Kearny's Nuclear War Survival Skills is an astonishingly good reference. For this purpose, your player will be interested in the pole covered trench shelter (Chapter 5). It provides plans diagrams for the shelter that the whole party can fit in. Besides covering the party against stray fireballs, the very narrow entrances (you always want two in any kind of threatened area) will make it very easy to defend (assuming the enemy didn't bring shovels).

However, I suspect that this "bury yourself alive" stems from a naive view of defensive priorities. It's fairly straightforward to make a trench and palisade wall around the fire. While any proper route-camp fortification (in the roman style) will require proper watch-standers, the trench and wall will make a significant defensive difference.

However, assuming sufficient digging capabilities, and people willing to defend the exterior, a WWII trench shelter is not a bad plan. The trick is that it's fundamentally immobilising and rather depends on others to keep the character safe. FM7-10 does have tediously exhaustive instructions for building one: enter image description here

A much better bet is to hire "night guards" as hirelings, whose job it is to set up the palisade and trench and stand guard overnight. This provides a much higher level of safety (no restricted mobility, no threat of drowning by rain or enemy action) with only a trivial outlay.

Because it's so much easier to bury yourself and your party properly.

This does require some resources, but they can basically be gathered from the surrounding forest.

Kearny's Nuclear War Survival Skills is an astonishingly good reference. For this purpose, your player will be interested in the pole covered trench shelter (Chapter 5). It provides plans diagrams for the shelter that the whole party can fit in. Besides covering the party against stray fireballs, the very narrow entrances (you always want two in any kind of threatened area) will make it very easy to defend (assuming the enemy didn't bring shovels).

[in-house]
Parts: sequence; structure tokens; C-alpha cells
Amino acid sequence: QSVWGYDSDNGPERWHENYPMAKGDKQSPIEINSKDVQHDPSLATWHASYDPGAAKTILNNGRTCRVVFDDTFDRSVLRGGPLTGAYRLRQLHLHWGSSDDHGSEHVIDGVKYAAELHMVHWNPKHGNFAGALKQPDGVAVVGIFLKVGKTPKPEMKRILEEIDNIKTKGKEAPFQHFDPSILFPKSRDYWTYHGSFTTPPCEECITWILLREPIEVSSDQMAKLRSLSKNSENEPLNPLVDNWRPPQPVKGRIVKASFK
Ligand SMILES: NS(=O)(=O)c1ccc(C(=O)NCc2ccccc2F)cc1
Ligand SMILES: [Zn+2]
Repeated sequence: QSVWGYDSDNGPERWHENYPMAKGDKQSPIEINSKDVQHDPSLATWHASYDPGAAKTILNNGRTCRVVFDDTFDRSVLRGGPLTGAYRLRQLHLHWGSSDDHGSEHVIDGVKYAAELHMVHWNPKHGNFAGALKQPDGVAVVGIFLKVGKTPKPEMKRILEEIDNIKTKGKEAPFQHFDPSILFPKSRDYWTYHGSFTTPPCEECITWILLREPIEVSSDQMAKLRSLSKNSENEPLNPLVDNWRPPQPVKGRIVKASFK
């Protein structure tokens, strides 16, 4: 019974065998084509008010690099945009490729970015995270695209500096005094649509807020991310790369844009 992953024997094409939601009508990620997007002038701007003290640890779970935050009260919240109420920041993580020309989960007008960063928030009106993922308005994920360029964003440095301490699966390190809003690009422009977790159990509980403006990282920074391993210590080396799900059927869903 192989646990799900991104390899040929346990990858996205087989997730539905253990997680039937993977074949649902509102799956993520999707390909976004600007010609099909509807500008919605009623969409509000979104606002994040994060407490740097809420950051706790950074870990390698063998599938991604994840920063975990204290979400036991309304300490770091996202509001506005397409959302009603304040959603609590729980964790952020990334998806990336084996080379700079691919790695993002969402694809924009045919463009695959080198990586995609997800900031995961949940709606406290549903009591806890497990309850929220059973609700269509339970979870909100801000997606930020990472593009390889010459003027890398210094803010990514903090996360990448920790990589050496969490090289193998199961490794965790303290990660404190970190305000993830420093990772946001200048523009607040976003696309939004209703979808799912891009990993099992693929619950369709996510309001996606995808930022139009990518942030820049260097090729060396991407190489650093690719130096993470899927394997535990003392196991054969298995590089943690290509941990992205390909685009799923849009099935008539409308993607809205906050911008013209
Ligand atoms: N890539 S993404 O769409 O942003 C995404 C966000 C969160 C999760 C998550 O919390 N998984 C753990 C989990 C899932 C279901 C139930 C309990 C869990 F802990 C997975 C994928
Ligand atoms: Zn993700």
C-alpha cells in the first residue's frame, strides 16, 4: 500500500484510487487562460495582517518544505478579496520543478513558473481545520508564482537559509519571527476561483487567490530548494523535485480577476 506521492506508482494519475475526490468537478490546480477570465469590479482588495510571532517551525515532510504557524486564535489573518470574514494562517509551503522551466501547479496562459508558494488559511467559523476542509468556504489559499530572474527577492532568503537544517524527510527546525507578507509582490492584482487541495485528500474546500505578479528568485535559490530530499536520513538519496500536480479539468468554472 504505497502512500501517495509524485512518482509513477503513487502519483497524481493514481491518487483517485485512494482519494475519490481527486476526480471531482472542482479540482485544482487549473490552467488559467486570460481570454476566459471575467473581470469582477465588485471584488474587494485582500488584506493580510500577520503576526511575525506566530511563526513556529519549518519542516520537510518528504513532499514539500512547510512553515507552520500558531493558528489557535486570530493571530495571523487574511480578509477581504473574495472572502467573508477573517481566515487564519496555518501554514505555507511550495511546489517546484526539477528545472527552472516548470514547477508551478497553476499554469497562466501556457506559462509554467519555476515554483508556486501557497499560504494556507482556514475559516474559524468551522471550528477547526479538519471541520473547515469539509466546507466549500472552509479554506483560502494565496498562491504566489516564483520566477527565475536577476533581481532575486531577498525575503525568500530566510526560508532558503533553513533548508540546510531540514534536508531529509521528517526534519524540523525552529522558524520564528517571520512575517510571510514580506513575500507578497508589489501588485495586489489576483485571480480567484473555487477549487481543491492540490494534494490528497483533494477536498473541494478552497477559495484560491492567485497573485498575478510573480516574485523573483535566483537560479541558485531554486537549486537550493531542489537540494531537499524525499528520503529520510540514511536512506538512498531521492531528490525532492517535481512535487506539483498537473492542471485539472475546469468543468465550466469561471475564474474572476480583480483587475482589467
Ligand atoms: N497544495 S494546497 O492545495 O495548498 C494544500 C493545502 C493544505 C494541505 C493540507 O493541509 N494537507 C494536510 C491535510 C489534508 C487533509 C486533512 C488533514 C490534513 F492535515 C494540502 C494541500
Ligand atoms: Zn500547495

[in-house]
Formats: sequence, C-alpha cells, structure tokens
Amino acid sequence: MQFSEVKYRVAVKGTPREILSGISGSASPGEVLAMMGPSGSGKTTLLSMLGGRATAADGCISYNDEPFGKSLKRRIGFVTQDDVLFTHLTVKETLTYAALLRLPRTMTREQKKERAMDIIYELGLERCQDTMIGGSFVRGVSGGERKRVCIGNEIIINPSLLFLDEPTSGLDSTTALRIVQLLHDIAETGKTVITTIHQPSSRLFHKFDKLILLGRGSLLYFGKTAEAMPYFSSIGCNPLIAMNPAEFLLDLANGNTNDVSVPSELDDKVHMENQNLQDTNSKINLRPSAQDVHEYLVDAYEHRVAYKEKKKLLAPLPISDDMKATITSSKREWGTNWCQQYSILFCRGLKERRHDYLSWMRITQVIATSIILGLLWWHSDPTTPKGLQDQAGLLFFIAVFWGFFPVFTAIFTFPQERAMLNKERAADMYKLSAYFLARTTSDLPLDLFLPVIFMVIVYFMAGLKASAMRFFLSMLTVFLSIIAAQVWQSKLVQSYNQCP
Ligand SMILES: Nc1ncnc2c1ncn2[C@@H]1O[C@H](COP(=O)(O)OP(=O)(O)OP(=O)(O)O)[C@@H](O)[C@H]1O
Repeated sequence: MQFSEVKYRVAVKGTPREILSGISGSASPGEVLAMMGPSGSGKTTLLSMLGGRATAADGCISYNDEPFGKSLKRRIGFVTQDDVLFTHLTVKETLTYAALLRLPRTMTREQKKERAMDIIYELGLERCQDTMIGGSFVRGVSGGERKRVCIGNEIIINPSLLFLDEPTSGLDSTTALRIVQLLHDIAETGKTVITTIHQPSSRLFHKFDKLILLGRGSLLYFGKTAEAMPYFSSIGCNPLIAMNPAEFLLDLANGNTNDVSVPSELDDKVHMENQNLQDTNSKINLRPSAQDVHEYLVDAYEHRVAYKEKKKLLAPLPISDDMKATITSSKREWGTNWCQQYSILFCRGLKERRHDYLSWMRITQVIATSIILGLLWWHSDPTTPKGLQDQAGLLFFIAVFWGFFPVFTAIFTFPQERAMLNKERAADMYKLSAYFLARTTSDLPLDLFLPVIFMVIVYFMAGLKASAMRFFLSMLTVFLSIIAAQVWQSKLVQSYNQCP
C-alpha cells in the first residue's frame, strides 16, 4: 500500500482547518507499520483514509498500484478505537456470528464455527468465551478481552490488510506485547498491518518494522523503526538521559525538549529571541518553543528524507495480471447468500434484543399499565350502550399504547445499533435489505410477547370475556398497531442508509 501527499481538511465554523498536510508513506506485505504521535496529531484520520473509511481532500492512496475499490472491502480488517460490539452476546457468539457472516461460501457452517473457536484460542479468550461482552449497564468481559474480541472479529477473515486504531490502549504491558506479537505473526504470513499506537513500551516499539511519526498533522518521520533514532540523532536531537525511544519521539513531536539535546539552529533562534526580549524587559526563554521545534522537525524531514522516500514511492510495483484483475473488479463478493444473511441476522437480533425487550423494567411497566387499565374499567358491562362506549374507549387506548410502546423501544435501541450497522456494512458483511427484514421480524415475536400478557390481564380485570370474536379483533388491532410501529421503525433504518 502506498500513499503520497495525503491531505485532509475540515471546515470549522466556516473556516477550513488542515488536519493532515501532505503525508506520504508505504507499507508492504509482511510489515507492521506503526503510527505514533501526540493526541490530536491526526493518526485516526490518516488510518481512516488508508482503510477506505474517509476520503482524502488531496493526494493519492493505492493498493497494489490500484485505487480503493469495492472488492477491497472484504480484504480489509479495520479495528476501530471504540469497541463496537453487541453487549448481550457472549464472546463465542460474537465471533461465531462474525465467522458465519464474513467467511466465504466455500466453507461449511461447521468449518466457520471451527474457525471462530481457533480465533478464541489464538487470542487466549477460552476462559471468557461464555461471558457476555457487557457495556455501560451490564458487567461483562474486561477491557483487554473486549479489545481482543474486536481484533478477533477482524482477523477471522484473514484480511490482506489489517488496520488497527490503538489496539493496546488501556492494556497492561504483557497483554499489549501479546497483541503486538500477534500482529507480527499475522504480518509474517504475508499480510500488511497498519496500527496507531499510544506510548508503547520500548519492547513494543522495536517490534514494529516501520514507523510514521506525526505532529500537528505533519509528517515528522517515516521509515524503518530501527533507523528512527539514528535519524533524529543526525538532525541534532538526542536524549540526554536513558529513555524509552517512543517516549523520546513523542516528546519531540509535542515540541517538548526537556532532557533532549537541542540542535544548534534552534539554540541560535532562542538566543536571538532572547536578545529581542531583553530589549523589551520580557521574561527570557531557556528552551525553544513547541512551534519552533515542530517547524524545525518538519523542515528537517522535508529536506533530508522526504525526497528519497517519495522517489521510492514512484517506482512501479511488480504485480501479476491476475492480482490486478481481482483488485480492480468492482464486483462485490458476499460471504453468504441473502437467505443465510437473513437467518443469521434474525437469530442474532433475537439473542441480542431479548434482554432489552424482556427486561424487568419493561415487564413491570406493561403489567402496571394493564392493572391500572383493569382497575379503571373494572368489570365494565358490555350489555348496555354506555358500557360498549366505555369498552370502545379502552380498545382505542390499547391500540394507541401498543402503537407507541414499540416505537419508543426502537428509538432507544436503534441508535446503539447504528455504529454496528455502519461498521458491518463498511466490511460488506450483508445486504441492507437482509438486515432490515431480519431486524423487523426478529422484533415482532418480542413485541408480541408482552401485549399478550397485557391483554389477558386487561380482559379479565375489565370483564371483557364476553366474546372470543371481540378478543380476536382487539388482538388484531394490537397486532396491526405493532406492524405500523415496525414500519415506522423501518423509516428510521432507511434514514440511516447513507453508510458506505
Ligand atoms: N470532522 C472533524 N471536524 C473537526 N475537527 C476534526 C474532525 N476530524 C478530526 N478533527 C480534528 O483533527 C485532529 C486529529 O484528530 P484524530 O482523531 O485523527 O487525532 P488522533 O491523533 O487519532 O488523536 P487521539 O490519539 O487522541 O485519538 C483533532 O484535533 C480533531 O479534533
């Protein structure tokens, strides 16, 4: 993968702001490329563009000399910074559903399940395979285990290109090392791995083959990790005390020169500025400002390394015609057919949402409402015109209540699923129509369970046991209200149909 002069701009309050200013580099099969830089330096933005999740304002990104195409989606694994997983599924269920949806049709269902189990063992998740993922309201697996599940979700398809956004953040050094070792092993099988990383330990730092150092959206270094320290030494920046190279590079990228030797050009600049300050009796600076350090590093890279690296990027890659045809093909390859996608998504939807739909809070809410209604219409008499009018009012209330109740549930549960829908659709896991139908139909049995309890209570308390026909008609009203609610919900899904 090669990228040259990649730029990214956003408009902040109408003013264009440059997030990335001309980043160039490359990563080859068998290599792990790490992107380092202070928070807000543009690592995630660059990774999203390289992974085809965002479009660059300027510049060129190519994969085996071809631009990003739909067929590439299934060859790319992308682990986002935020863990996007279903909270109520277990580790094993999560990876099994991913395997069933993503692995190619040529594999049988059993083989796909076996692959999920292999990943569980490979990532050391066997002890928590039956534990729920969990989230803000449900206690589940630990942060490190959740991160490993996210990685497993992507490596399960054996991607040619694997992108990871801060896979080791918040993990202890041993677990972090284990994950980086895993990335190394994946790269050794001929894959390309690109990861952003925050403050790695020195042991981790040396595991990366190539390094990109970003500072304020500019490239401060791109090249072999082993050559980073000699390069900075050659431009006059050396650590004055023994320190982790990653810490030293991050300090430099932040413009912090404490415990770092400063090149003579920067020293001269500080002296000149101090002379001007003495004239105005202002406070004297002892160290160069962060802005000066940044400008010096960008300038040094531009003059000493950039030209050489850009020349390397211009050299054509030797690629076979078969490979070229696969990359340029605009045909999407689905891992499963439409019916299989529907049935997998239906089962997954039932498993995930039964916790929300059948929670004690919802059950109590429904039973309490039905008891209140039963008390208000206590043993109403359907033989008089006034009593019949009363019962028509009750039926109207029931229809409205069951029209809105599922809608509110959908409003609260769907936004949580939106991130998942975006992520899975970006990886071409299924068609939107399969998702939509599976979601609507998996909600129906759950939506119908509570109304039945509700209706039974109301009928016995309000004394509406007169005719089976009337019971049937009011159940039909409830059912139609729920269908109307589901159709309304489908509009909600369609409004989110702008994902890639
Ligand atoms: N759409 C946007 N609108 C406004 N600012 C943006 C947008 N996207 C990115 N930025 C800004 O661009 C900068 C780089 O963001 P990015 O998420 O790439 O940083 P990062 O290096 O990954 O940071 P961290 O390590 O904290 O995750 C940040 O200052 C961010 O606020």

However, I suspect that this "bury yourself alive" stems from a naive view of defensive priorities. It's fairly straightforward to make a trench and palisade wall around the fire. While any proper route-camp fortification (in the roman style) will require proper watch-standers, the trench and wall will make a significant defensive difference.

Because it's so much easier to bury yourself and your party properly.

This does require some resources, but they can basically be gathered from the surrounding forest.

Kearny's Nuclear War Survival Skills is an astonishingly good reference. For this purpose, your player will be interested in the pole covered trench shelter (Chapter 5). It provides plans diagrams for the shelter that the whole party can fit in. Besides covering the party against stray fireballs, the very narrow entrances (you always want two in any kind of threatened area) will make it very easy to defend (assuming the enemy didn't bring shovels).

However, I suspect that this "bury yourself alive" stems from a naive view of defensive priorities. It's fairly straightforward to make a trench and palisade wall around the fire. While any proper route-camp fortification (in the roman style) will require proper watch-standers, the trench and wall will make a significant defensive difference.

However, assuming sufficient digging capabilities, and people willing to defend the exterior, a WWII trench shelter is not a bad plan. The trick is that it's fundamentally immobilising and rather depends on others to keep the character safe. FM7-10 does have tediously exhaustive instructions for building one: enter image description here

A much better bet is to hire "night guards" as hirelings, whose job it is to set up the palisade and trench and stand guard overnight. This provides a much higher level of safety (no restricted mobility, no threat of drowning by rain or enemy action) with only a trivial outlay.

1
source | link

Because it's so much easier to bury yourself and your party properly.

This does require some resources, but they can basically be gathered from the surrounding forest.

Kearny's Nuclear War Survival Skills is an astonishingly good reference. For this purpose, your player will be interested in the pole covered trench shelter (Chapter 5). It provides plans diagrams for the shelter that the whole party can fit in. Besides covering the party against stray fireballs, the very narrow entrances (you always want two in any kind of threatened area) will make it very easy to defend (assuming the enemy didn't bring shovels).

However, I suspect that this "bury yourself alive" stems from a naive view of defensive priorities. It's fairly straightforward to make a trench and palisade wall around the fire. While any proper route-camp fortification (in the roman style) will require proper watch-standers, the trench and wall will make a significant defensive difference.